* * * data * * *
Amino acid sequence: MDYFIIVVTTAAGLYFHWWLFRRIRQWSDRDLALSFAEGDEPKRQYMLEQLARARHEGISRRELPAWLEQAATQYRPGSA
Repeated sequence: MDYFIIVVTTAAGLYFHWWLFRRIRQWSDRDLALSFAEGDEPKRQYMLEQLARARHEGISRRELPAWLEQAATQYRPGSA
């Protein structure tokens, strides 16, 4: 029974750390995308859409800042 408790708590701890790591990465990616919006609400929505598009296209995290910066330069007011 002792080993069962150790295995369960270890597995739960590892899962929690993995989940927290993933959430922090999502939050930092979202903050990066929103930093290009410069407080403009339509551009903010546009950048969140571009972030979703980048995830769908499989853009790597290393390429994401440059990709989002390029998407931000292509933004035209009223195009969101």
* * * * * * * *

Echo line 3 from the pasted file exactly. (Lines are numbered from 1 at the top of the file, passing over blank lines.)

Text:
């Protein structure tokens, strides 16, 4: 029974750390995308859409800042 408790708590701890790591990465990616919006609400929505598009296209995290910066330069007011 002792080993069962150790295995369960270890597995739960590892899962929690993995989940927290993933959430922090999502939050930092979202903050990066929103930093290009410069407080403009339509551009903010546009950048969140571009972030979703980048995830769908499989853009790597290393390429994401440059990709989002390029998407931000292509933004035209009223195009969101």